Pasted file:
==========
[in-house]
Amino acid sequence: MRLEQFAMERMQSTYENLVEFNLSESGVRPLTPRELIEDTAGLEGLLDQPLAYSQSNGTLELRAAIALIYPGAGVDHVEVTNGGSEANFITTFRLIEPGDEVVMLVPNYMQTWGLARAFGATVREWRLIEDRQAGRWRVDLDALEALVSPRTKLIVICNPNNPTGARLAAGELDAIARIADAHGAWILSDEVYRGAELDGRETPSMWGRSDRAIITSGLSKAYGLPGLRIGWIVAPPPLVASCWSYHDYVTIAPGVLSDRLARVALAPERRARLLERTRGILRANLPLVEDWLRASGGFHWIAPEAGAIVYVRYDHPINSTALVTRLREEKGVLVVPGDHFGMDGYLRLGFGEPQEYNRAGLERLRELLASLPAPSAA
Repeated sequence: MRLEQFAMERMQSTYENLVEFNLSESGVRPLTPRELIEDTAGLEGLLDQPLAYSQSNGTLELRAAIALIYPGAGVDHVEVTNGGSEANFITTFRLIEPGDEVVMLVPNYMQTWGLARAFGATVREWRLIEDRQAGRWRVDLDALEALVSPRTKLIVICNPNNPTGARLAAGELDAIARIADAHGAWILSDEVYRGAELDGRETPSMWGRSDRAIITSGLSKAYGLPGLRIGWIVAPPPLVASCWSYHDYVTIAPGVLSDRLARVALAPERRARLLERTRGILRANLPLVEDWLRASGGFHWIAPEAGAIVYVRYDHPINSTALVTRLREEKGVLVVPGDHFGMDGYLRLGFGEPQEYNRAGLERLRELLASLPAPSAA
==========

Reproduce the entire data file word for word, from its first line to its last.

[in-house]
Amino acid sequence: MRLEQFAMERMQSTYENLVEFNLSESGVRPLTPRELIEDTAGLEGLLDQPLAYSQSNGTLELRAAIALIYPGAGVDHVEVTNGGSEANFITTFRLIEPGDEVVMLVPNYMQTWGLARAFGATVREWRLIEDRQAGRWRVDLDALEALVSPRTKLIVICNPNNPTGARLAAGELDAIARIADAHGAWILSDEVYRGAELDGRETPSMWGRSDRAIITSGLSKAYGLPGLRIGWIVAPPPLVASCWSYHDYVTIAPGVLSDRLARVALAPERRARLLERTRGILRANLPLVEDWLRASGGFHWIAPEAGAIVYVRYDHPINSTALVTRLREEKGVLVVPGDHFGMDGYLRLGFGEPQEYNRAGLERLRELLASLPAPSAA
Repeated sequence: MRLEQFAMERMQSTYENLVEFNLSESGVRPLTPRELIEDTAGLEGLLDQPLAYSQSNGTLELRAAIALIYPGAGVDHVEVTNGGSEANFITTFRLIEPGDEVVMLVPNYMQTWGLARAFGATVREWRLIEDRQAGRWRVDLDALEALVSPRTKLIVICNPNNPTGARLAAGELDAIARIADAHGAWILSDEVYRGAELDGRETPSMWGRSDRAIITSGLSKAYGLPGLRIGWIVAPPPLVASCWSYHDYVTIAPGVLSDRLARVALAPERRARLLERTRGILRANLPLVEDWLRASGGFHWIAPEAGAIVYVRYDHPINSTALVTRLREEKGVLVVPGDHFGMDGYLRLGFGEPQEYNRAGLERLRELLASLPAPSAA